Republican Mike Braun says the momentum is on his side in his effort to unseat Sen. Joe Donnelly (D., Ind.), who has scrambled to distance himself from his party in the race's closing weeks.
Braun, an Indiana businessman who has spent the last few years in the state legislature, was lagging behind his incumbent opponent for much of the summer but has now pulled ahead in recent polls. Braun says he knew his numbers would grow as the race progressed toward Election Day, a confidence based on his experience in the Republican primary.
"We started about as low as you can in the primary, I think I started off with 2 percent of the vote," Braun said in an interview with the Free Beacon. "I ended up with 41 percent, against two strong conservative congressmen."
"I feel good about where we are," he said. "We've been building name recognition and getting our message out, and that momentum is going to carry forward."
Braun says he started to feel the momentum right after Donnelly announced he would be voting against confirming Brett Kavanaugh.
"We could track it from the moment Donnelly said he was going to vote against Kavanaugh, small contributions increased at a rate of three to four times what they were before," he said.
Braun's campaign announced on Thursday that the increased pace of contributions resulted in $1.27 million worth of contributions in October. But Braun says "everything started to pick up," pointing to drastic increases in his crowd sizes at events and online engagement from voters.
The race increasingly appears to be playing out on Republican terms. Donnelly's recent ads have featured him attacking "socialists" and the "radical left" as he quoted Ronald Reagan, or chopping wood with a Mexican ax to brag about how he is willing to "split" with his party.
Braun thinks it's because Donnelly is learning that attacking him on health care, the most successful attack Democrats across the country have had, doesn't really work. Braun happens to be an expert on health care reform, bringing down costs at his own company before Obamacare even became law.
"I started 10 years ago on doing something in my own company that was sustainable, affordable, covered preexisting conditions, and had no cap on coverage—this was before Obamacare even came along," Braun explained.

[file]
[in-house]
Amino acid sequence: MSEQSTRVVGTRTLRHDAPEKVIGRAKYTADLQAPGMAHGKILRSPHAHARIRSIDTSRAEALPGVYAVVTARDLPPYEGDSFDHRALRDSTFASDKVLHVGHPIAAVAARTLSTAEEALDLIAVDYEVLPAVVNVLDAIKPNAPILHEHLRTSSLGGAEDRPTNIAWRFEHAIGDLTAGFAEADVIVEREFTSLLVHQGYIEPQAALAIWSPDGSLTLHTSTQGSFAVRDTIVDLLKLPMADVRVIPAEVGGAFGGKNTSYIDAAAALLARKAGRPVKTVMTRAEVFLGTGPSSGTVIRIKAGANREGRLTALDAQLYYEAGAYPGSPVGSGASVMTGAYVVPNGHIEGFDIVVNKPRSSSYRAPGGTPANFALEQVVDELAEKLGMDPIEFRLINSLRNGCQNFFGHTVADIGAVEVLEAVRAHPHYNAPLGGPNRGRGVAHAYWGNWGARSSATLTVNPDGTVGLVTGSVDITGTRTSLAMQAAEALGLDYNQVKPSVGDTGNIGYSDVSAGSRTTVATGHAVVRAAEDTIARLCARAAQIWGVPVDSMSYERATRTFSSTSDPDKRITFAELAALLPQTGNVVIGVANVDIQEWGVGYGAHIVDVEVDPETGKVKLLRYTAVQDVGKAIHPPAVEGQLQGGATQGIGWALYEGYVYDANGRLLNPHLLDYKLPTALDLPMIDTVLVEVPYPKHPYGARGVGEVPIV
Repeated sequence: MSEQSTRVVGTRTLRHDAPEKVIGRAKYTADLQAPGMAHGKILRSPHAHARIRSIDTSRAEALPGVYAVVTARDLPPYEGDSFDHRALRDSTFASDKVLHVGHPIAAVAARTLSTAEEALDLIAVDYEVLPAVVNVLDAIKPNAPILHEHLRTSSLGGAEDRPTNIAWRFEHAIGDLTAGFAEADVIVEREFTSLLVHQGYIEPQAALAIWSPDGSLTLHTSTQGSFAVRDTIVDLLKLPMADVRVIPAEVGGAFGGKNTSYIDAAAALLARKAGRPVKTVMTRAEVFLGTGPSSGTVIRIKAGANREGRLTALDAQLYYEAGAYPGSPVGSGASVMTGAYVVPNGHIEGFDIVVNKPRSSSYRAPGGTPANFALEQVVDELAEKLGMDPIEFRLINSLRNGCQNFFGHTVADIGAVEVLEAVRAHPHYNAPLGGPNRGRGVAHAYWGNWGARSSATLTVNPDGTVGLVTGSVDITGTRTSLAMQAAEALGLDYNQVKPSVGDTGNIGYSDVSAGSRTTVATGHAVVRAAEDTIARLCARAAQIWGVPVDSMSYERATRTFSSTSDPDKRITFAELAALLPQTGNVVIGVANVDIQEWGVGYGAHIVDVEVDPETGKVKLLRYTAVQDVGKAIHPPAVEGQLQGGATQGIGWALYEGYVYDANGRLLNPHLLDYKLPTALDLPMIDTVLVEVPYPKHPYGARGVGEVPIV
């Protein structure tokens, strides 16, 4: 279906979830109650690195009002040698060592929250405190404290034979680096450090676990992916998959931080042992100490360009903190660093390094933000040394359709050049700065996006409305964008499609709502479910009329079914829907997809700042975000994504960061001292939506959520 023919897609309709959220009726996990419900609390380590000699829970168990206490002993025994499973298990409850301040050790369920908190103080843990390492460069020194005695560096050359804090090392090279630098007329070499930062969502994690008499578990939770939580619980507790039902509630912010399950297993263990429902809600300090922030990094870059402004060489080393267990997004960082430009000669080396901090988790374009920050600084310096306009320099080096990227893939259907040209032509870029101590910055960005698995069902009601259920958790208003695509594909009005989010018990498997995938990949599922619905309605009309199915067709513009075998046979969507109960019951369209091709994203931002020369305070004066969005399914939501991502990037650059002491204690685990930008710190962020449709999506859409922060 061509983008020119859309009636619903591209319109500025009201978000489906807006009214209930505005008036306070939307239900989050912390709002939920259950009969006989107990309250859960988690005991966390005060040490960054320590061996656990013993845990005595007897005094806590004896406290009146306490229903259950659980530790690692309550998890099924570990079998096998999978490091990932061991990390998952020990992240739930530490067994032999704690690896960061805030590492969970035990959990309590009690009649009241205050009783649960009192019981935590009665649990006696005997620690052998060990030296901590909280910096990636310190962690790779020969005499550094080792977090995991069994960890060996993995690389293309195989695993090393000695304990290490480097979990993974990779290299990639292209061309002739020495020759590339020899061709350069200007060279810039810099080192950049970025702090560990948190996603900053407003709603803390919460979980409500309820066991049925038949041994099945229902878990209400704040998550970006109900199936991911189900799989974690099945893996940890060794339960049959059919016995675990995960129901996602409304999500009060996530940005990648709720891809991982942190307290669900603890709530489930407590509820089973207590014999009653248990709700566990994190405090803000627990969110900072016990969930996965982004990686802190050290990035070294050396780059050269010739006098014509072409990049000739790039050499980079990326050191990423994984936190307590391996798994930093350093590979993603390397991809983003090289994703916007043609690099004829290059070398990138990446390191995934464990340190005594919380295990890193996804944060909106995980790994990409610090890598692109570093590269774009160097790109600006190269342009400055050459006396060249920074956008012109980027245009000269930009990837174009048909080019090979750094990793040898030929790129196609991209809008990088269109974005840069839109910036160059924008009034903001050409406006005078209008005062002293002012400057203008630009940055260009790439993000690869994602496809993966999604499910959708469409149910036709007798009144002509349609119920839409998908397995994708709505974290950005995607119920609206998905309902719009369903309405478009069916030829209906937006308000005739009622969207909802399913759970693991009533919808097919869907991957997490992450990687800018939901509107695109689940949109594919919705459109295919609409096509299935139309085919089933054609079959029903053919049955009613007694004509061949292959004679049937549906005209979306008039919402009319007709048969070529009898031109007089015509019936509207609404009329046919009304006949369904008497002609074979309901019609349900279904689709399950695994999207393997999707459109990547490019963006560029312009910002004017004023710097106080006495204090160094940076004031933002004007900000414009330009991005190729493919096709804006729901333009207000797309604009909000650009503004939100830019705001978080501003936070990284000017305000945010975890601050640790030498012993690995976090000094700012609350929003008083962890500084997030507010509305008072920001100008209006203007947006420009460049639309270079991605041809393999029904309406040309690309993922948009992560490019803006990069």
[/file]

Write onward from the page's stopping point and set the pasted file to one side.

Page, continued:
"They try to say that because I'm against Obamacare, I'm against covering preexisting conditions," he said. "But it's getting complicated for them because I was covering preexisting conditions before Obamacare even came around."
"I guess they didn't catch that in their opposition research," he said with a smile.
Braun says he'll win the race by highlighting Donnelly's record since the people elected him—a record he says is one of inaction rather than leadership.
"Hoosiers can't go wrong sending somebody else in place of the least effective senator," said Braun, referencing a study by professors at University of Virginia and Vanderbilt University.
"We're just going to emphasize how wrong his record has been on important stuff, and that he takes his marching orders from the party," he said. "It's the difference between being a follower and a leader. My record in the private sector and the state legislature has been one of doing things—leadership, sticking your neck out and taking a risk."
"I'm not going to the Senate to hang back and nestle in, but to talk about how to fix the cost of health care, fix our infrastructure, and how to reign in our federal deficit."
Braun is confident that his message will prevail—now that his campaign has the same amount of resources in the bank as Donnelly.
"We're going to win, and Joe's going to have to go into the real world to try and make a living outside of government."